McKenna, while rejecting the idea that citations were routinely cut, said, "This has taught me a lot. This has taught me that maybe, with more of these people [outside contributors], I should have been on the phone when this relationship first started." She added, "I have to be more hands-on," with outside pieces, and "make sure we're all clear on the ground rules."

For its part, BackStory talked to Milov Tuesday for a new podcast episode posted today. Part of the conversation came back to the issue of how history is presented in the media today and the obligation of senior historians, not just journalists, to be clearer about the sources they are relying on.

Milov told them: "In a way, what has happened, it seems to me, is that in contracting with Here & Now, BackStory essentially became a commodity, of basically being your roving historical researchers, and that ends up submerging so much labor. Not just the labor of the books that are relied upon . and yes, my case is an outsized example because it was basically one book and it was an advanced copy . but even if it were synthetic work, and that is real work, the work to synthesize and to make it public and to package it in an attractive way. There is real work that goes on there, but that too relies on the labor of so many other people, researchers, producers, not to mention the sometimes uncredited historians whose work informs that synthesis."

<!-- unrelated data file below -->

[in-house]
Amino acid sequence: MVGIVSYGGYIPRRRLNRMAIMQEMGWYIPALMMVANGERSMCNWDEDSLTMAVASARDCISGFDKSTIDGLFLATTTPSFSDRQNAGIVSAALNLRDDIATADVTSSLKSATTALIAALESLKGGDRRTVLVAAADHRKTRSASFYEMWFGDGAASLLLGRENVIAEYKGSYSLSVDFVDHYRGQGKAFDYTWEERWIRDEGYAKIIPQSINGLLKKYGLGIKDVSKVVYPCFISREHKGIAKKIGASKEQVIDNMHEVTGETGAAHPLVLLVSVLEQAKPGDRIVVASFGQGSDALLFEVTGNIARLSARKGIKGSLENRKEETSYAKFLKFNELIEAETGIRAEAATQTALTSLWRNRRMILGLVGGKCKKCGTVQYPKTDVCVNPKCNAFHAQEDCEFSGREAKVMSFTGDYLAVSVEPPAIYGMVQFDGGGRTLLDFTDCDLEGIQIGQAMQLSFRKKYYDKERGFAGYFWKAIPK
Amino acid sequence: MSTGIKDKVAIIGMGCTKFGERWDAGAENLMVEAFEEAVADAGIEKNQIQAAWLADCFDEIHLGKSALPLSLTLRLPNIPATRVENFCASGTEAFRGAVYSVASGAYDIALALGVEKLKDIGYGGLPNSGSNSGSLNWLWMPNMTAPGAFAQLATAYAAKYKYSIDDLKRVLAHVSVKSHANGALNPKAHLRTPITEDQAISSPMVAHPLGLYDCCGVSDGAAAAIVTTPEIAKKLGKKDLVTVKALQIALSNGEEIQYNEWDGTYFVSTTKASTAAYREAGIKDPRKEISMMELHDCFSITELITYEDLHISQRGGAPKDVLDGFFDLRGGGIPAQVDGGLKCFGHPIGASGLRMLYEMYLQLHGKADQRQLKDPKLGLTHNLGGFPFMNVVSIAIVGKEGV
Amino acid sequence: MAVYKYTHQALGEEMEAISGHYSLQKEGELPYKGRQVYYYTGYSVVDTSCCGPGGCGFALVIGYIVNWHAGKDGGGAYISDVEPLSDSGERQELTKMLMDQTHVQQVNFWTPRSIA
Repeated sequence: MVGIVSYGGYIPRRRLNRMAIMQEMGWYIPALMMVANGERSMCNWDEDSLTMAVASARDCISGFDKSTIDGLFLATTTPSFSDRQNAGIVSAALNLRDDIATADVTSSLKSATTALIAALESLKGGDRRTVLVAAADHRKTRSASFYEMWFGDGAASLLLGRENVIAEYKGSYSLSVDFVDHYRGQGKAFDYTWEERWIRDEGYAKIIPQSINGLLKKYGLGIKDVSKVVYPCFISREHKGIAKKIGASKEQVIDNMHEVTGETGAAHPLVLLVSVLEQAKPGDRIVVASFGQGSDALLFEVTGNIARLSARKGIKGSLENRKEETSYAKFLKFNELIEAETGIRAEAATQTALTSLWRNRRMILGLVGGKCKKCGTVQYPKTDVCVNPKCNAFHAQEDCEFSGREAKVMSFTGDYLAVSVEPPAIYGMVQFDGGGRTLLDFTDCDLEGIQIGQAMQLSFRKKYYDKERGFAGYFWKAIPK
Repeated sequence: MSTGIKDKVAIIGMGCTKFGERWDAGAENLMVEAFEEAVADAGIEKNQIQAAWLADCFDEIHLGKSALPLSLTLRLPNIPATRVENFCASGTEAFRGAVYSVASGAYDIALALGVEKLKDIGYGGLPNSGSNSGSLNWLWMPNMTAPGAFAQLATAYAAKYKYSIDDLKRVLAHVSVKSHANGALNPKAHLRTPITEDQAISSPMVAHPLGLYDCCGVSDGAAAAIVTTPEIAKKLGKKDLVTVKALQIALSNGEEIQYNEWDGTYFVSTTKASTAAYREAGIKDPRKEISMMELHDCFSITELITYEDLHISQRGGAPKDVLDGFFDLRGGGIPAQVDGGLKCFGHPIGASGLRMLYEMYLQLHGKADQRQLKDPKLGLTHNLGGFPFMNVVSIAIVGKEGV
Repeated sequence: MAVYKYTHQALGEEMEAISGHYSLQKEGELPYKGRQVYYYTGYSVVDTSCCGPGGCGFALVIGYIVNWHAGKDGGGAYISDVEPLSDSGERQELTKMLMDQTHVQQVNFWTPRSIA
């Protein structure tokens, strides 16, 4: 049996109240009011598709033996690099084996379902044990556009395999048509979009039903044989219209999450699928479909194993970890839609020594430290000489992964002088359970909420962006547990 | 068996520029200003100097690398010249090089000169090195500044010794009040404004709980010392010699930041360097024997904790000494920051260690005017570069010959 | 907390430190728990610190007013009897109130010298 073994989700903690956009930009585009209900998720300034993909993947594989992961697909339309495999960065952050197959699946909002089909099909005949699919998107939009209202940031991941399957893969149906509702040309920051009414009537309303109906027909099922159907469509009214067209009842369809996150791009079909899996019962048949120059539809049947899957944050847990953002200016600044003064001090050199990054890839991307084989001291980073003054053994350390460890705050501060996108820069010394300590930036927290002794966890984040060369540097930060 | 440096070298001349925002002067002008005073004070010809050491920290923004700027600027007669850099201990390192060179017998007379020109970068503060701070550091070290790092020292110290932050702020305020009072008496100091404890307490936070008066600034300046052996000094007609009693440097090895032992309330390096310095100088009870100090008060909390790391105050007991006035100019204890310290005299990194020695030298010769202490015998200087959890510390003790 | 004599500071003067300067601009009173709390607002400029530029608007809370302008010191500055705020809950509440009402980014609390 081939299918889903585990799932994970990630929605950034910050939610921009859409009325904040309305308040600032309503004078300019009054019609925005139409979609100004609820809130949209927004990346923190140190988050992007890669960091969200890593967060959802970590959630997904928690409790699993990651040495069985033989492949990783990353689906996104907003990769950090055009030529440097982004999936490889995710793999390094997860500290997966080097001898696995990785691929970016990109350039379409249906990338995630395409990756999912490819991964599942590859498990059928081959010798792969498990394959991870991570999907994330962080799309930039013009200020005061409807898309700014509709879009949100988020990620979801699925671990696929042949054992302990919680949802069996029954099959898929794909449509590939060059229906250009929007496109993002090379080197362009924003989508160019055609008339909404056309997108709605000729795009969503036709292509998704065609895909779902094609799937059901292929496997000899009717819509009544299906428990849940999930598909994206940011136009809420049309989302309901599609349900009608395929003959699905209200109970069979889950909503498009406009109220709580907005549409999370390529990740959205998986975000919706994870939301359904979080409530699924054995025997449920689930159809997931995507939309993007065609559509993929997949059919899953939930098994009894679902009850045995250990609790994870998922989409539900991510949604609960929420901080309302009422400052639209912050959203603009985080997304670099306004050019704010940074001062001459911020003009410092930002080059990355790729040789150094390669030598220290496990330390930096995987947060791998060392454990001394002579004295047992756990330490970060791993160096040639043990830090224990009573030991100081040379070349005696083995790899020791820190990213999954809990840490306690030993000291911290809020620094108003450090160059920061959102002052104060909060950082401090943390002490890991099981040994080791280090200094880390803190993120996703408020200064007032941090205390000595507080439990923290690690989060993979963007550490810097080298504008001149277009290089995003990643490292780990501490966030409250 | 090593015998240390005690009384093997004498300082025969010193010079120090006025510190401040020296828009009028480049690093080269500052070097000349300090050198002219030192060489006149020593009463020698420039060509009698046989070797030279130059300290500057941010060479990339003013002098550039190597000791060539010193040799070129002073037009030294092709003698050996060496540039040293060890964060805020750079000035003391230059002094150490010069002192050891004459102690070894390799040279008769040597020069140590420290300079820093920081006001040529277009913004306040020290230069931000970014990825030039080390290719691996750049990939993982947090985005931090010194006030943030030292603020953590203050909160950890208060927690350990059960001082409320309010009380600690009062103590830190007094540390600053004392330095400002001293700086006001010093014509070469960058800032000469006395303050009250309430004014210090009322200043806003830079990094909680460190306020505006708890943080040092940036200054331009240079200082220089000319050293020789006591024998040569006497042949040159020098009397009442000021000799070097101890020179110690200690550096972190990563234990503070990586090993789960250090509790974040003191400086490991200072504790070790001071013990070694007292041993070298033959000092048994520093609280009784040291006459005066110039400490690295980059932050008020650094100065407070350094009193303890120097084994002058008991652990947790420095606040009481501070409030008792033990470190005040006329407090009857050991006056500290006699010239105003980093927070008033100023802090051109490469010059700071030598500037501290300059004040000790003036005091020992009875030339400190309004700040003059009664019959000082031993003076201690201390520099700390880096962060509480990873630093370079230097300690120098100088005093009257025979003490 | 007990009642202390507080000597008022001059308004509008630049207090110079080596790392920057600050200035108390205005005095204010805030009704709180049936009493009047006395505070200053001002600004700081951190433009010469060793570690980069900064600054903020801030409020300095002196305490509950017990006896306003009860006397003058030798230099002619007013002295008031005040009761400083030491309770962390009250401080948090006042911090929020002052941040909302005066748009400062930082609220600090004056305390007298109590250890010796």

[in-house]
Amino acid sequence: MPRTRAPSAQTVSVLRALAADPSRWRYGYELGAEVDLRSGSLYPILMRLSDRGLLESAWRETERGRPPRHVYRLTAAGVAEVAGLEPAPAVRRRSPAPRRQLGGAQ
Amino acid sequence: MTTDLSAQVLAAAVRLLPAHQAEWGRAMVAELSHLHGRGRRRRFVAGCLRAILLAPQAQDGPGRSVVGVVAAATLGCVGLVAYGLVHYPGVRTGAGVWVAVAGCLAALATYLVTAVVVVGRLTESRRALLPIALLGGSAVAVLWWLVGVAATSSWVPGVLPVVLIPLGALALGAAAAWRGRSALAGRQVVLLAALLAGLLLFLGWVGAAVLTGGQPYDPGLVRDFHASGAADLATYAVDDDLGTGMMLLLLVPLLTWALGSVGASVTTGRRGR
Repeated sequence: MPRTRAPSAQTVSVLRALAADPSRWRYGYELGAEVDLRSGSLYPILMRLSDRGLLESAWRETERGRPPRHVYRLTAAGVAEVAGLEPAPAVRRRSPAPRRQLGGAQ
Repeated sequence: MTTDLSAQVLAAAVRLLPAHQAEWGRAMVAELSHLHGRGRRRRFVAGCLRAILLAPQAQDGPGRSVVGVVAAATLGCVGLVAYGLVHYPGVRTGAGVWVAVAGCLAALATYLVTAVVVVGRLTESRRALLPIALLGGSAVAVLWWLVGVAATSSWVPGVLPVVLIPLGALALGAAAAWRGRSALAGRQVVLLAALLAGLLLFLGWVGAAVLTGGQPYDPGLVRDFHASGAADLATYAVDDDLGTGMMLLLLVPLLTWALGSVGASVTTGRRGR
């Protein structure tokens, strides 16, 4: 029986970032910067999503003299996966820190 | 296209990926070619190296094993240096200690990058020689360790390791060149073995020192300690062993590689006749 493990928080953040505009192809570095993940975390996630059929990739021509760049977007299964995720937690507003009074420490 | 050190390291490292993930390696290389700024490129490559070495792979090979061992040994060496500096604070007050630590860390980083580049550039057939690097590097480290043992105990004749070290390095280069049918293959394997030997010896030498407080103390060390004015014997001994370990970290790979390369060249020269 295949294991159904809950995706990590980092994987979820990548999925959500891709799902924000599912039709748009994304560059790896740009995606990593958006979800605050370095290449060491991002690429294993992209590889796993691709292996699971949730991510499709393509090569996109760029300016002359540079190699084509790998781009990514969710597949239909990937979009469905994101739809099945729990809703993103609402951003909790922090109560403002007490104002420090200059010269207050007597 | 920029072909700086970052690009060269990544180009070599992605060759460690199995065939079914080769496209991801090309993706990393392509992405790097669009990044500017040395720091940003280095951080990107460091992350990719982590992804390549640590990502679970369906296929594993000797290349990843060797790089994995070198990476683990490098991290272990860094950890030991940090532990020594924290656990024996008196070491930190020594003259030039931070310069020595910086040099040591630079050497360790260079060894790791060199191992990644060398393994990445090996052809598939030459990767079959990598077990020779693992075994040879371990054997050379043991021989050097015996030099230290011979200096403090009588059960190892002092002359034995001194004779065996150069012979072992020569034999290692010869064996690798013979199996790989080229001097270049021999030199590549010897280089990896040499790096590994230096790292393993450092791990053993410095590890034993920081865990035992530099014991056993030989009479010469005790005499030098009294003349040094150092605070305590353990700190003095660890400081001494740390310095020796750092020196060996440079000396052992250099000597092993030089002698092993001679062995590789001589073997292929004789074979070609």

Meanwhile, not surprisingly, today, Here & Now said it will "pause" more collaboration with BackStory pending a full review.

The statement in full, posted here, reads:

Here & Now regrets that historian Sarah Milov wasn't given due credit in a recent segment with two historians from the BackStory podcast. We have worked to remedy the situation and invited Professor Milov onto our program when her book "The Cigarette: A Political History," is published. She accepted. Corrections were made to the text and audio story which is posted online at hereandnow.org. At this time, we're reviewing our editorial process, including the use of attribution, with the BackStory podcast producers and historians. Accuracy is the top priority for Here & Now and WBUR. To that end, we will pause any more collaboration with BackStory until a full review is completed.